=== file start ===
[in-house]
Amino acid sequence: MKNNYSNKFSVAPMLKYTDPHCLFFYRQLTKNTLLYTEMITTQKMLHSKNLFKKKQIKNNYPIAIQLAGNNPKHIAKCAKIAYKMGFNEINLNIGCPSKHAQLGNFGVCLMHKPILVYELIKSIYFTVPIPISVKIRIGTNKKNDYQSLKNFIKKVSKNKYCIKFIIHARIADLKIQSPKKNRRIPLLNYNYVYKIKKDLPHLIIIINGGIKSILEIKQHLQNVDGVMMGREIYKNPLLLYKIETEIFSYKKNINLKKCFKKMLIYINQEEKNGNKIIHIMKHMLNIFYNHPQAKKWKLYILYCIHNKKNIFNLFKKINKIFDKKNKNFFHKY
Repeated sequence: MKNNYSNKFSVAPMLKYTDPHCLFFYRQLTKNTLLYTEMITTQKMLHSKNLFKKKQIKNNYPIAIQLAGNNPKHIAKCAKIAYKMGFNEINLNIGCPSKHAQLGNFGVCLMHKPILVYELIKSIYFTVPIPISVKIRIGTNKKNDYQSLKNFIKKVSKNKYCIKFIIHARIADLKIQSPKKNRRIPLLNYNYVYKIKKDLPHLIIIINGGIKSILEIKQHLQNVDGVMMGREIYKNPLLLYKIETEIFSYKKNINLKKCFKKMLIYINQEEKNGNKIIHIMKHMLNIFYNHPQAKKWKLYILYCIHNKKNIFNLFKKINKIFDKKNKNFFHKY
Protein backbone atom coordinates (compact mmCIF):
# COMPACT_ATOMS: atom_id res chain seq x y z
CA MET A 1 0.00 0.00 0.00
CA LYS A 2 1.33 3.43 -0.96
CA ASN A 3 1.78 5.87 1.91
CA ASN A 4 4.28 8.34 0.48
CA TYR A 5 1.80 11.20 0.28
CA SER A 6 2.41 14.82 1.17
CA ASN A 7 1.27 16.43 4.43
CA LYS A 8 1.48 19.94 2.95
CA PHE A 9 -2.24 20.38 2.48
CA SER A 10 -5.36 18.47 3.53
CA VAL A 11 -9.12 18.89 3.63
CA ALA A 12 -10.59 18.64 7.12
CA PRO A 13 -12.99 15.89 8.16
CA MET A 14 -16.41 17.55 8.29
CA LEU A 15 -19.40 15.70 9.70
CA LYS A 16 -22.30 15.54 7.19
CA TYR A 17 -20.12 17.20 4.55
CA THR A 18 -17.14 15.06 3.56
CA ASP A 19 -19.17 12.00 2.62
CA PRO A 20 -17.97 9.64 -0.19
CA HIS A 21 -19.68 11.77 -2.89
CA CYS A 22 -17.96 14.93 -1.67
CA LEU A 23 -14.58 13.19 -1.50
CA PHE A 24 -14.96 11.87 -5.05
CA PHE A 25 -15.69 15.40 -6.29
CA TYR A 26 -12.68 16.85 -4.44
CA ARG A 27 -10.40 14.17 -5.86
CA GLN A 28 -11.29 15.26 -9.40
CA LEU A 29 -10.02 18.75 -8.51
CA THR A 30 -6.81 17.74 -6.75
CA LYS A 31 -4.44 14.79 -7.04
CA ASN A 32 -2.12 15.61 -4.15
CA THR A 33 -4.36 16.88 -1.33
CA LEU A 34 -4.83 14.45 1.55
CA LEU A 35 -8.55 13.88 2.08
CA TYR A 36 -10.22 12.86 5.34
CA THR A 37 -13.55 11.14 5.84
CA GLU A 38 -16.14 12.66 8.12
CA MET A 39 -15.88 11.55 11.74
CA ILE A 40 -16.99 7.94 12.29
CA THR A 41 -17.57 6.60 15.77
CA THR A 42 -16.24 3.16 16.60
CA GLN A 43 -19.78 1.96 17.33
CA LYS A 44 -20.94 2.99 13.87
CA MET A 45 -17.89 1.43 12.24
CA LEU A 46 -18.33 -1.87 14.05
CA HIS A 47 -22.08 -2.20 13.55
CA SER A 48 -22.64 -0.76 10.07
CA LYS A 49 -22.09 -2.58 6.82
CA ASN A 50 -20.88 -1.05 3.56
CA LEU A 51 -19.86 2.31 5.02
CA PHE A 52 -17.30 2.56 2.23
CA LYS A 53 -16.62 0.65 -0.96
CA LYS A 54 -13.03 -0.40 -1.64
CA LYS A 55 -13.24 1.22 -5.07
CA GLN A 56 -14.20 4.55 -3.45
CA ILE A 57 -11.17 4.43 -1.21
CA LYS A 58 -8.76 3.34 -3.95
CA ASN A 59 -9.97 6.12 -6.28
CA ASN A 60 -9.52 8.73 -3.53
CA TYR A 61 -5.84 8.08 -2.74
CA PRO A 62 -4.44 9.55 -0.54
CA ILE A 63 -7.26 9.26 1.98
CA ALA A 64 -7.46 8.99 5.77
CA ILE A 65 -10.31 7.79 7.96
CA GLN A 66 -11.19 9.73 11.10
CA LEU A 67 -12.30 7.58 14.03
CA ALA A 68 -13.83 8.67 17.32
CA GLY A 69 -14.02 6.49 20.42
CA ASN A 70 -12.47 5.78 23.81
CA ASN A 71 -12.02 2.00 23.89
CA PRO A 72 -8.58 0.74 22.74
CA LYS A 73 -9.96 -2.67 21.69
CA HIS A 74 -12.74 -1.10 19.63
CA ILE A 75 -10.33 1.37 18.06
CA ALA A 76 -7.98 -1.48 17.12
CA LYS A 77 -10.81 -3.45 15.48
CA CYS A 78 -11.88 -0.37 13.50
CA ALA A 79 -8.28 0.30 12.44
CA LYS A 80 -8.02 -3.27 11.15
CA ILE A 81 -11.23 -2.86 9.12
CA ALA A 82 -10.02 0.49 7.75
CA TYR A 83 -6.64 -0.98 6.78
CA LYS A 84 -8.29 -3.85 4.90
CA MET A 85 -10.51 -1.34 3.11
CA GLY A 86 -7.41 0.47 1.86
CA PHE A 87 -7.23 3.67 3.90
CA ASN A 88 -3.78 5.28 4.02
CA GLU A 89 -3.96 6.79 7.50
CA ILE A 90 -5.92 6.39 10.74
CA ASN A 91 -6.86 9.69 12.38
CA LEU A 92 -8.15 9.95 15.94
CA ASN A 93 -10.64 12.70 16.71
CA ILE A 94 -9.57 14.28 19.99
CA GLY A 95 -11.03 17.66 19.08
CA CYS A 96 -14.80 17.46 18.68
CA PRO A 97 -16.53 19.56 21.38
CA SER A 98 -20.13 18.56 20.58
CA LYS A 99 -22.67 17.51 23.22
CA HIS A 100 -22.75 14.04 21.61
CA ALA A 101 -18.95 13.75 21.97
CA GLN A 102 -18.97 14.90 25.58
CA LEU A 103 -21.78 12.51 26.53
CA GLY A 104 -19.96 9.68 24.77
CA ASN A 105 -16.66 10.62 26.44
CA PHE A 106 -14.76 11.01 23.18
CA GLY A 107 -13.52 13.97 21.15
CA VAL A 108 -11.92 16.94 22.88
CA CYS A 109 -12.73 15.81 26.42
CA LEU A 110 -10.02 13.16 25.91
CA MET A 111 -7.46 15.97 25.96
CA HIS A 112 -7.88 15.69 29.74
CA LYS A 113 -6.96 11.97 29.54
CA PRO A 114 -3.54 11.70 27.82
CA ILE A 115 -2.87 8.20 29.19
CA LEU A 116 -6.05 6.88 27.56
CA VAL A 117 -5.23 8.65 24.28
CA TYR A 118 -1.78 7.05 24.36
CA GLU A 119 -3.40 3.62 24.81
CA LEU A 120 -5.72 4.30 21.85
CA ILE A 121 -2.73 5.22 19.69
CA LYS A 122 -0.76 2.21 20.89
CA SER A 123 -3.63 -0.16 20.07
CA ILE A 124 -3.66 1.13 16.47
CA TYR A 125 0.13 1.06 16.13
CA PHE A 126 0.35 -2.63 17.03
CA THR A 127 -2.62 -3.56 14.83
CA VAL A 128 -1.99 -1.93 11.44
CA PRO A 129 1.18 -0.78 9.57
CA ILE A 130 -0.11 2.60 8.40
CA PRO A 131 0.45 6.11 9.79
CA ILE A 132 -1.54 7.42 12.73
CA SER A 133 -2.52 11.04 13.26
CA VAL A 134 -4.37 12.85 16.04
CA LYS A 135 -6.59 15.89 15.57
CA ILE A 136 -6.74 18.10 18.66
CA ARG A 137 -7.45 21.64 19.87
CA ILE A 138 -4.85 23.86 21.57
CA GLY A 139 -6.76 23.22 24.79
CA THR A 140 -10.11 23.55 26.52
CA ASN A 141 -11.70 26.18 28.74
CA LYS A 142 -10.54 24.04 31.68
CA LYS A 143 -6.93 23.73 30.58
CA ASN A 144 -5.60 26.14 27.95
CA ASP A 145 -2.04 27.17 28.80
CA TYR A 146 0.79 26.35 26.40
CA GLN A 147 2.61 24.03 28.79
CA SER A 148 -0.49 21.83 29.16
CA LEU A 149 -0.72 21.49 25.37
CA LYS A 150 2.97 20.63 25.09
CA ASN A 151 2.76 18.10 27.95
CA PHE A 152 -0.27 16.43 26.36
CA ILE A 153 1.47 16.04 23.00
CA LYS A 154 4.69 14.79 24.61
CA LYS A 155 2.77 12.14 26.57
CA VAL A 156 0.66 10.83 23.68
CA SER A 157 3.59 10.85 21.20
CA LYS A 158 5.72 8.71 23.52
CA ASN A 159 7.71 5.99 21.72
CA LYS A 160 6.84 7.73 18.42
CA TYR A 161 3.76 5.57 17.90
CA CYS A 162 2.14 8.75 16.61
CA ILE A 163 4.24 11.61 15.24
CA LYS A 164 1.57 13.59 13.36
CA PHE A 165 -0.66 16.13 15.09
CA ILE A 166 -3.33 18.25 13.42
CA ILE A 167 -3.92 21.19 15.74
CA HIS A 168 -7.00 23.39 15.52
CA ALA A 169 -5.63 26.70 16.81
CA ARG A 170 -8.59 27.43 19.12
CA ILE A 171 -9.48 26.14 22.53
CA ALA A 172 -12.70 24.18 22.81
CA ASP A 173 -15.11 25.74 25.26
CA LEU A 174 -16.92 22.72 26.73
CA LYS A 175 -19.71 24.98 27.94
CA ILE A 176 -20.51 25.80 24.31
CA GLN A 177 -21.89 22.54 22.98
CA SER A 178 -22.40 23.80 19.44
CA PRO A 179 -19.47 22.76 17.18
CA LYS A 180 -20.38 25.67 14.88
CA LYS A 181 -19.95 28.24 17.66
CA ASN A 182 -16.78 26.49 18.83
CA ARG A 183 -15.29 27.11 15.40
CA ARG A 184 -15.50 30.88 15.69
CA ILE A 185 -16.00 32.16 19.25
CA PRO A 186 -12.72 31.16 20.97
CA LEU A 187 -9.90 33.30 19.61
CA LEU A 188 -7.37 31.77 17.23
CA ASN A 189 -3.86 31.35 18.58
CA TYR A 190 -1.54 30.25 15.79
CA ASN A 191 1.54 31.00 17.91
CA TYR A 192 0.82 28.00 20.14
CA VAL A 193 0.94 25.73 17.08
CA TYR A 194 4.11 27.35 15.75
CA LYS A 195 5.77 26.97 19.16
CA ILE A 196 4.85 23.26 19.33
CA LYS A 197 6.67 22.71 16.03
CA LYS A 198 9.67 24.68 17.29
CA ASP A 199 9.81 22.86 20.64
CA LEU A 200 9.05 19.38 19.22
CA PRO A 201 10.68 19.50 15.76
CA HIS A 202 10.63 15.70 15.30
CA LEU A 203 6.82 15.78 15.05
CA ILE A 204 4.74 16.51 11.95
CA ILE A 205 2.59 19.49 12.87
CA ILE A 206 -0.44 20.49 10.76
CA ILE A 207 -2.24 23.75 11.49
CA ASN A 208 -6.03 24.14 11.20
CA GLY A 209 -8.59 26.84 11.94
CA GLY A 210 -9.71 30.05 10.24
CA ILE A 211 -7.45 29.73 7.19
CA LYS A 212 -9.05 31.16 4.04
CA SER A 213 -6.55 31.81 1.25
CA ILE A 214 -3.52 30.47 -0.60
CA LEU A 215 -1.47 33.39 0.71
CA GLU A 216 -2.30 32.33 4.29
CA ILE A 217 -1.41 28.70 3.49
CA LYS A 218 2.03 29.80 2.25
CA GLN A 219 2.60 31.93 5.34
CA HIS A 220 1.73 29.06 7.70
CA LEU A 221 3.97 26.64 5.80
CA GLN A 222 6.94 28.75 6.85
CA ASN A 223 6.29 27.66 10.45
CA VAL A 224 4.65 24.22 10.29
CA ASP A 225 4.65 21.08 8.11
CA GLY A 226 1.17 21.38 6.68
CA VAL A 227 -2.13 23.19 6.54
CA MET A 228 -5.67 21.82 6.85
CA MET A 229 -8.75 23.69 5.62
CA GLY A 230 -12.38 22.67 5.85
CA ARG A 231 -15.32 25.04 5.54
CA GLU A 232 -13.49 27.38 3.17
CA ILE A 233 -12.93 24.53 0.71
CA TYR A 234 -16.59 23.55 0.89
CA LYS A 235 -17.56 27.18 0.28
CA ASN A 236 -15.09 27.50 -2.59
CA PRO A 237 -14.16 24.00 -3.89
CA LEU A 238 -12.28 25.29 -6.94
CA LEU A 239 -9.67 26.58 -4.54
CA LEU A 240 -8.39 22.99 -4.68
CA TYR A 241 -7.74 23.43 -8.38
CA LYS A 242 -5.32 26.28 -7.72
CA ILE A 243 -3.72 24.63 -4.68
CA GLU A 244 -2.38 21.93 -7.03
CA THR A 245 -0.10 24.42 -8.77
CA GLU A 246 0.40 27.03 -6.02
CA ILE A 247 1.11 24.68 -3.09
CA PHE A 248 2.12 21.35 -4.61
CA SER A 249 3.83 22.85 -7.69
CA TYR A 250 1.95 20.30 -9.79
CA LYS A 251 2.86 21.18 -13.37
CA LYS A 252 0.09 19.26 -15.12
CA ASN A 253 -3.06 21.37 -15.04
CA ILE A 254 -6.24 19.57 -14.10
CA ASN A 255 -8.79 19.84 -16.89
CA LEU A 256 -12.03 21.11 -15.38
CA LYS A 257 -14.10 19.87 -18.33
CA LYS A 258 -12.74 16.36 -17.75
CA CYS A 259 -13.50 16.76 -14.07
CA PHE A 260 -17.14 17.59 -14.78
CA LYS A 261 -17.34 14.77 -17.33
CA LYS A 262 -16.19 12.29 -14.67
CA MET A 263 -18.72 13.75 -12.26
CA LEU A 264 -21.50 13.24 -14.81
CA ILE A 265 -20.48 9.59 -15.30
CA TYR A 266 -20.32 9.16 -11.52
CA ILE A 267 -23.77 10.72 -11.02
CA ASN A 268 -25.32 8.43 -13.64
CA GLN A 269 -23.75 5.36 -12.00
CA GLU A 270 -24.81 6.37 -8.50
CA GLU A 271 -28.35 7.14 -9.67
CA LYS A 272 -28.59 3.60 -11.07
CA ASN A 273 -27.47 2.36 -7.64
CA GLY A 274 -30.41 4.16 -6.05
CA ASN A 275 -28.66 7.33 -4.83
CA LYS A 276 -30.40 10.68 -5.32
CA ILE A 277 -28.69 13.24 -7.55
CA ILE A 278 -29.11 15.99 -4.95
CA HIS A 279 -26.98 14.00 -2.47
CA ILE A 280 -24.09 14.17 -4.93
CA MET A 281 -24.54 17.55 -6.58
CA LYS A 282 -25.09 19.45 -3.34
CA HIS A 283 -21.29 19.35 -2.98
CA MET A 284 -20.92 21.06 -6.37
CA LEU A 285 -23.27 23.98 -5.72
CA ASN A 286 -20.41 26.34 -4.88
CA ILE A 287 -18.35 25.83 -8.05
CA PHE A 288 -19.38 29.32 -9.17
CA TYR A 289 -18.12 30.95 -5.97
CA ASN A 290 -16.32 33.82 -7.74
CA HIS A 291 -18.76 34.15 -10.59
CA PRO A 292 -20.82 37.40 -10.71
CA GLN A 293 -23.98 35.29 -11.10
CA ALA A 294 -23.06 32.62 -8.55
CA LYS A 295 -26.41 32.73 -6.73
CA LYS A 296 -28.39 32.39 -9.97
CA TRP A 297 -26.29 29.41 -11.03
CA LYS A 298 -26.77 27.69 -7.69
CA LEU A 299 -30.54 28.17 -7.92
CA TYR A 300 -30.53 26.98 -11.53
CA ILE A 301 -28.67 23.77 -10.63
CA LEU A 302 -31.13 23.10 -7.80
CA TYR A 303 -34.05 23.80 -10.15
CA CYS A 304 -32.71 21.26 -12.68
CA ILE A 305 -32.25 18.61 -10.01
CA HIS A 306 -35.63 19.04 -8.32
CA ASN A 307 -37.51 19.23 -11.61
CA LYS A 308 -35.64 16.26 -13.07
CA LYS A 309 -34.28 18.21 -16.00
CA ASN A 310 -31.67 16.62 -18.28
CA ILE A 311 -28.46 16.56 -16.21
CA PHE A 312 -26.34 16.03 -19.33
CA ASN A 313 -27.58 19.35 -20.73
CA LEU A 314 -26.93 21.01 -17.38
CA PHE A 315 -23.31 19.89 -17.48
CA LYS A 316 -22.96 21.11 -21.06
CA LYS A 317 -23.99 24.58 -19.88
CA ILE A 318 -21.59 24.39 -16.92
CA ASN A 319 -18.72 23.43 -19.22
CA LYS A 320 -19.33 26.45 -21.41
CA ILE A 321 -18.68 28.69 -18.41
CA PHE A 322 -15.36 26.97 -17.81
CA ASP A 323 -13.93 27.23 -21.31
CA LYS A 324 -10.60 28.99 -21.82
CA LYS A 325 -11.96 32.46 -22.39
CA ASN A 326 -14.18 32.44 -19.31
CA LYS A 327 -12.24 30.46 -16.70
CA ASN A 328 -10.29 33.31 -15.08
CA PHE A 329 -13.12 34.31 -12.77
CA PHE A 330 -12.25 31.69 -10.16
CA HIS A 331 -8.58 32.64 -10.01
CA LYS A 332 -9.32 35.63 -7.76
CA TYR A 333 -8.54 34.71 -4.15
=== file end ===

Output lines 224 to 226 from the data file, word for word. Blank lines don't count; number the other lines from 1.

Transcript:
CA GLN A 219 2.60 31.93 5.34
CA HIS A 220 1.73 29.06 7.70
CA LEU A 221 3.97 26.64 5.80